Black Wildebeest Hunting in Namibia
The Black Wildebeest (also known fondly as the Swart Wildebeest in local Afrikaans) can be distinguished by its black or dark brown coat, and it’s white, horse-like tail. This tail is distinctly different from that of the Blue Wildebeest species, which has a black tail. This is why the Black Wildebeest is also known as the White-Tailed Gnu.
Black Wildebeest are slightly paler in summer, with coarser, darker coats in the winter. They are incredibly fast runners for their size and communicate using a variety of visual and vocal communications. Their favourite pastures tend to be open plains and grasslands, which make for a challenging hunt.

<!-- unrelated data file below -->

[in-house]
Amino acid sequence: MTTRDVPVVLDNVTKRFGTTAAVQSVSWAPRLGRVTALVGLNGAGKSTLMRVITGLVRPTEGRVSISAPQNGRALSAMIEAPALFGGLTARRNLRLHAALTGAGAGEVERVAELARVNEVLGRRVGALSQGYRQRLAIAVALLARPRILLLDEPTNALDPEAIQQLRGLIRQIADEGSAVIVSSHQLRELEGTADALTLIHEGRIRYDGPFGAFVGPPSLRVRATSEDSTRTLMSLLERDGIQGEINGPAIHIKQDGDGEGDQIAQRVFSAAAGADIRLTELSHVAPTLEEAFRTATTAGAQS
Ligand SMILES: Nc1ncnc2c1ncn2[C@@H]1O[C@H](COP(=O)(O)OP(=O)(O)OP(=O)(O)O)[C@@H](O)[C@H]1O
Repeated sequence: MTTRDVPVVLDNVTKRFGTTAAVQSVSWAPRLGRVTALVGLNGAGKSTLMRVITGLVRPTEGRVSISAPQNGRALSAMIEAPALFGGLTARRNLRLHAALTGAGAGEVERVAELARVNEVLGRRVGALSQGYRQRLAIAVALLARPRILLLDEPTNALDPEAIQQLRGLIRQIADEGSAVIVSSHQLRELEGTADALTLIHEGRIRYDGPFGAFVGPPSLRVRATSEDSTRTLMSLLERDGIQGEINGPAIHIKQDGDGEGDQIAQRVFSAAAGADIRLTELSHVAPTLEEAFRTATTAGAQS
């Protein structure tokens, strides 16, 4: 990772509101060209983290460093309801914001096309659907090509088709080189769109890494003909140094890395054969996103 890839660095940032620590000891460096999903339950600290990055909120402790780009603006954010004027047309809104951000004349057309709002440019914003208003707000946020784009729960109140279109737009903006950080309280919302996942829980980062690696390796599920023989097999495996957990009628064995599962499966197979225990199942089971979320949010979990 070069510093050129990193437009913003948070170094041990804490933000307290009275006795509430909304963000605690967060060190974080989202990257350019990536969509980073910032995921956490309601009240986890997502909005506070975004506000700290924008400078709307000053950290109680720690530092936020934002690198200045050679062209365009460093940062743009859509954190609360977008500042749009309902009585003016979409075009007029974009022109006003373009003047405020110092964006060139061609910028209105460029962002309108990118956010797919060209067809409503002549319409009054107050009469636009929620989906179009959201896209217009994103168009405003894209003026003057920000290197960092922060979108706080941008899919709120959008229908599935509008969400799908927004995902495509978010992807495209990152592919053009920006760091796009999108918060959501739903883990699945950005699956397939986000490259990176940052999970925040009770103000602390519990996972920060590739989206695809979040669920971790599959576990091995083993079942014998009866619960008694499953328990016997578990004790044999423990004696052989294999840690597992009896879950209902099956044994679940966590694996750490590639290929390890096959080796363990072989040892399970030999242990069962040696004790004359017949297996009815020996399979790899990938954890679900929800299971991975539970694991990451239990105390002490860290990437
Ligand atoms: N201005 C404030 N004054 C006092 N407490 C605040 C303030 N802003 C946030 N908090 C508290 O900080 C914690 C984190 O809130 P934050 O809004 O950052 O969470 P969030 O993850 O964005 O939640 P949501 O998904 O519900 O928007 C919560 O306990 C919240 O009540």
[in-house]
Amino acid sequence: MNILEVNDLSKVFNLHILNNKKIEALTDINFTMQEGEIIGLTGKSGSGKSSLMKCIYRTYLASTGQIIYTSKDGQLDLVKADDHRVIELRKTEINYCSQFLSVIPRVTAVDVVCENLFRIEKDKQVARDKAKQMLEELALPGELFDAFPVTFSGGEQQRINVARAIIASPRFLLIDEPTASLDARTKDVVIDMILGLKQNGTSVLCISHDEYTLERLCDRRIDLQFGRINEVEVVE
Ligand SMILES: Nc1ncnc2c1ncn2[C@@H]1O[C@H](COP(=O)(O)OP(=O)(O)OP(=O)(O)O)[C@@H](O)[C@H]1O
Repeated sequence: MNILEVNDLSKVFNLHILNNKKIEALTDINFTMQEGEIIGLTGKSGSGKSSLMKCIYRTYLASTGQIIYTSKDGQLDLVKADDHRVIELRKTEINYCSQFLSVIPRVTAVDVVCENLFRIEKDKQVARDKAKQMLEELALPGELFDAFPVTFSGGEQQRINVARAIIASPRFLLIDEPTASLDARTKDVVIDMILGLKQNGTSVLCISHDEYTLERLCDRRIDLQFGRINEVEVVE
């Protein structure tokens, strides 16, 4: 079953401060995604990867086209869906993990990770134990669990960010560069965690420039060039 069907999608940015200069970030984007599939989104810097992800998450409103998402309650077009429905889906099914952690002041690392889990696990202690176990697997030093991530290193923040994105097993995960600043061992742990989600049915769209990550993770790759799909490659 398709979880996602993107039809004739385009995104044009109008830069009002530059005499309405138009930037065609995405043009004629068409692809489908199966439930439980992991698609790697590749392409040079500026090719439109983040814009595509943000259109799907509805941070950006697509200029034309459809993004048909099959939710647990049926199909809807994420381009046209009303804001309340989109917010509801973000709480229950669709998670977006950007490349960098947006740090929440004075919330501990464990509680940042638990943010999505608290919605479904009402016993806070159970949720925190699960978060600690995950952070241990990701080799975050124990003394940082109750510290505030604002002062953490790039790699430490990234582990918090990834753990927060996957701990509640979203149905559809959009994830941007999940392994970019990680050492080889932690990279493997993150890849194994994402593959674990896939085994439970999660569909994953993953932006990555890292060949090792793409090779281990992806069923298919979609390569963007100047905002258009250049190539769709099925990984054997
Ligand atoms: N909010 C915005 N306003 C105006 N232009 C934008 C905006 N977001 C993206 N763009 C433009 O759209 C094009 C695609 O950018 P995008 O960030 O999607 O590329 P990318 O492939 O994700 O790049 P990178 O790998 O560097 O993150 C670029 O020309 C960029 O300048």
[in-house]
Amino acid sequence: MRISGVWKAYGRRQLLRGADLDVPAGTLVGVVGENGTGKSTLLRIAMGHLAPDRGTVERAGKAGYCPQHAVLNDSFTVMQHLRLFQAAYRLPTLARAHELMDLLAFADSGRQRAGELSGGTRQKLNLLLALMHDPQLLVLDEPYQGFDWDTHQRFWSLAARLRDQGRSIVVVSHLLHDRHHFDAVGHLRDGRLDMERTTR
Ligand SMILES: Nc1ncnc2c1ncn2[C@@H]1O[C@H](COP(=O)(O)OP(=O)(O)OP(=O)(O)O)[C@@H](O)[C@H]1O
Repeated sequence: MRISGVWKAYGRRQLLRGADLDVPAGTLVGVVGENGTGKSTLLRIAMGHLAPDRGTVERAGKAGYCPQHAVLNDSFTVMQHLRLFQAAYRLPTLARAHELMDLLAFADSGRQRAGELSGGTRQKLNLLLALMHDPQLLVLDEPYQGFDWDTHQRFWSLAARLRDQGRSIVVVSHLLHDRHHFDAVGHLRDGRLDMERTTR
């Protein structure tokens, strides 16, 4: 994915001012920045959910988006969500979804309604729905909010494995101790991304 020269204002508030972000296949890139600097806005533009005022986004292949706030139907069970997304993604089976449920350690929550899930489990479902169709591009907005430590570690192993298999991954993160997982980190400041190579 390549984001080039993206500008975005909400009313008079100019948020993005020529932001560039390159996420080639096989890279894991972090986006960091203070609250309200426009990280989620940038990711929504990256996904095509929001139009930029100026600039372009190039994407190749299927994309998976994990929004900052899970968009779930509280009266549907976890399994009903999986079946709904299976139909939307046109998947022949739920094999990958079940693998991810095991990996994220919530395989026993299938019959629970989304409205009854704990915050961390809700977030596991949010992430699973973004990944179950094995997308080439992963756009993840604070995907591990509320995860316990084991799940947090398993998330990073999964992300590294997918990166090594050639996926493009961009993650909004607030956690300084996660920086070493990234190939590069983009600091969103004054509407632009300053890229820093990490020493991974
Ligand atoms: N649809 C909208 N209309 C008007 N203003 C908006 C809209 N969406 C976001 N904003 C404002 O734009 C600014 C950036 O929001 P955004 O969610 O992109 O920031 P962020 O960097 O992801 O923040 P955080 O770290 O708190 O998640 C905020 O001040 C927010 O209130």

The adult male usually measures anywhere between 111 and 121cm in height and can weigh up to 157kg; females usually reach a maximum height of 116cm and a weight of 122kgs. The male Black Wildebeest is also much darker in colour to the female.
Calves have shaggy, fawn-coloured coats and are with their mothers until about a year.
Although their coats and tails are different to the Blue Wildebeest, Black Wildebeest have bushy, dark-tipped manes, similar to that of their cousins. On the jaw and muzzle you will notice a black bristly beard.
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